Majority of Investors Think Brokers are Fiduciaries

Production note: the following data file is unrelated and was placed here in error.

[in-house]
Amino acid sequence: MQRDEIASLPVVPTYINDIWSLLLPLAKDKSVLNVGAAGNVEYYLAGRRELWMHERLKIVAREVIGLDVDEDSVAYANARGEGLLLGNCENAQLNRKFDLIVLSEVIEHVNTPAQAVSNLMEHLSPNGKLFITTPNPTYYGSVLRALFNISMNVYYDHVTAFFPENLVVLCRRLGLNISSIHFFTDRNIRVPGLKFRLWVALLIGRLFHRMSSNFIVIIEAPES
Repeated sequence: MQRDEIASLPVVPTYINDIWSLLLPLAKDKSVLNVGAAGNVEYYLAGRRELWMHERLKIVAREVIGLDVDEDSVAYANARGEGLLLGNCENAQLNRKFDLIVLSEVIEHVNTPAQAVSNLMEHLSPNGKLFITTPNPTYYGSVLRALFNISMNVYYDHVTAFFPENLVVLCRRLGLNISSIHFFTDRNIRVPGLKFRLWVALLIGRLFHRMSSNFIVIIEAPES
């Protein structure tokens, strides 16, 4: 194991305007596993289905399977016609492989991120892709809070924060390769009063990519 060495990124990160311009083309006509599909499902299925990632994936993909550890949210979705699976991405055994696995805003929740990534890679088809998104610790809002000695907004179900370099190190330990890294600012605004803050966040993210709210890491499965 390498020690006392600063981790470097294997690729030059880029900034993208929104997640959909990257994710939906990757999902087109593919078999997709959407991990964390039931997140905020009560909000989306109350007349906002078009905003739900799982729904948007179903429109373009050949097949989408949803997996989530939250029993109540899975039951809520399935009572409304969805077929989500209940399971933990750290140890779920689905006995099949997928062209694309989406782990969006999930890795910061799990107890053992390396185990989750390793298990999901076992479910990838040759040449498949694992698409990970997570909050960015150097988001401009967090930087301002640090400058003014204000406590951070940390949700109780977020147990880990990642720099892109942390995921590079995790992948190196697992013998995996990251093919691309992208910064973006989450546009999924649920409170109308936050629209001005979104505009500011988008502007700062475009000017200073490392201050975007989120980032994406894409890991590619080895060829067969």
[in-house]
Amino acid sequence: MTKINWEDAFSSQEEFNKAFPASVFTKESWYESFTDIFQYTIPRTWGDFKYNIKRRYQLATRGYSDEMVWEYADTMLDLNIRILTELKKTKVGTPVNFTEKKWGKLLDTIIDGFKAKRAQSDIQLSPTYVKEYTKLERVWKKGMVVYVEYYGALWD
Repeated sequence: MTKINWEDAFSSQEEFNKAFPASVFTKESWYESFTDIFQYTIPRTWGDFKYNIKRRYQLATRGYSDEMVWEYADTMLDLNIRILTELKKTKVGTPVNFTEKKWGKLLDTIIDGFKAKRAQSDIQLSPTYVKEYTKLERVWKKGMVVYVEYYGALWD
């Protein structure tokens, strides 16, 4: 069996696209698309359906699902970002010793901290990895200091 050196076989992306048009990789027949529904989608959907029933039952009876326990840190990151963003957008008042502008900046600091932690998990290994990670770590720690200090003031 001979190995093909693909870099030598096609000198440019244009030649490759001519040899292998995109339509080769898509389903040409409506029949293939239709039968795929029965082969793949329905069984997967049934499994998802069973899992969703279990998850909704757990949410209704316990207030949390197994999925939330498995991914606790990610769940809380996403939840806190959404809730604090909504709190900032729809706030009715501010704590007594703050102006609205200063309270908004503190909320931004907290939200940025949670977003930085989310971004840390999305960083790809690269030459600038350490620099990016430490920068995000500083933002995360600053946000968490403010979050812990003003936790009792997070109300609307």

A study has shown that three out of four investors think that “financial advisers” at major brokerage firms are fiduciaries, requiring them to put their client’s interest first. Instead, “financial adviser” is simply a term used by many large firms such as Bank of America’s Merrill Lynch to describe their retail sales people. Brokers are required to make only “suitable” recommendations to their clients based upon their investment objectives, tolerance for risk, age, sophistication, employment status, financial needs and time horizon. On the other hand, most registered investment advisers have an obligation to place the customer’s interest first, abiding by the fiduciary standard. Under the Dodd-Frank financial reform law, the SEC is to submit a report in January 2011 to Congress on investor protection. The SEC will then be authorized to establish a universal fiduciary standard of care covering everyone who provides personalized investment advice, including brokers, investment advisers, financial planners and insurance agents selling annuities. With the aging of America, the growing numbers of older people expect financial professionals to put their client’s interest ahead of their own when giving investment advice, since they have a limited time horizon to recover any losses they incur.